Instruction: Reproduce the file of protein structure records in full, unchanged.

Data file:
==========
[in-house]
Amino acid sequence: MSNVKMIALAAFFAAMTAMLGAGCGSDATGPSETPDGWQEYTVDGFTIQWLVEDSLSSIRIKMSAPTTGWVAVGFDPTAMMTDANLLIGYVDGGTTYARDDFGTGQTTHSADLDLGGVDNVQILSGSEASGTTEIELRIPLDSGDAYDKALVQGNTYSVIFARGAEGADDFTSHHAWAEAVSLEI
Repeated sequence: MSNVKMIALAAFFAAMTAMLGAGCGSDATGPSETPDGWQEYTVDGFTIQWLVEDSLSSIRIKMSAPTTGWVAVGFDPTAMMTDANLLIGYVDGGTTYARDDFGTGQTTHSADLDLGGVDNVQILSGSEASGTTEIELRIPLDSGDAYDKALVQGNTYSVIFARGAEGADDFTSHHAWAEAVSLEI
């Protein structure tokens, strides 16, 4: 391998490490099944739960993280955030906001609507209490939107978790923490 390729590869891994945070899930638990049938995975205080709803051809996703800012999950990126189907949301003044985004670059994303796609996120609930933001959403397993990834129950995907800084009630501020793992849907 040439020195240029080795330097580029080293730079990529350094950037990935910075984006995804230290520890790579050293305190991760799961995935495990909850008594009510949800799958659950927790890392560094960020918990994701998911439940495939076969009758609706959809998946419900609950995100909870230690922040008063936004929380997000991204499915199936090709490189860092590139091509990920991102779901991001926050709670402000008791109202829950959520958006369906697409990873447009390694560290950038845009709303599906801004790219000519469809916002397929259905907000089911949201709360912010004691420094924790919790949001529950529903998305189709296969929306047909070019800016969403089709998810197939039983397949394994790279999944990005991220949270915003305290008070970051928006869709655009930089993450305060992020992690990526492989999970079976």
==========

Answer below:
[in-house]
Amino acid sequence: MSNVKMIALAAFFAAMTAMLGAGCGSDATGPSETPDGWQEYTVDGFTIQWLVEDSLSSIRIKMSAPTTGWVAVGFDPTAMMTDANLLIGYVDGGTTYARDDFGTGQTTHSADLDLGGVDNVQILSGSEASGTTEIELRIPLDSGDAYDKALVQGNTYSVIFARGAEGADDFTSHHAWAEAVSLEI
Repeated sequence: MSNVKMIALAAFFAAMTAMLGAGCGSDATGPSETPDGWQEYTVDGFTIQWLVEDSLSSIRIKMSAPTTGWVAVGFDPTAMMTDANLLIGYVDGGTTYARDDFGTGQTTHSADLDLGGVDNVQILSGSEASGTTEIELRIPLDSGDAYDKALVQGNTYSVIFARGAEGADDFTSHHAWAEAVSLEI
């Protein structure tokens, strides 16, 4: 391998490490099944739960993280955030906001609507209490939107978790923490 390729590869891994945070899930638990049938995975205080709803051809996703800012999950990126189907949301003044985004670059994303796609996120609930933001959403397993990834129950995907800084009630501020793992849907 040439020195240029080795330097580029080293730079990529350094950037990935910075984006995804230290520890790579050293305190991760799961995935495990909850008594009510949800799958659950927790890392560094960020918990994701998911439940495939076969009758609706959809998946419900609950995100909870230690922040008063936004929380997000991204499915199936090709490189860092590139091509990920991102779901991001926050709670402000008791109202829950959520958006369906697409990873447009390694560290950038845009709303599906801004790219000519469809916002397929259905907000089911949201709360912010004691420094924790919790949001529950529903998305189709296969929306047909070019800016969403089709998810197939039983397949394994790279999944990005991220949270915003305290008070970051928006869709655009930089993450305060992020992690990526492989999970079976």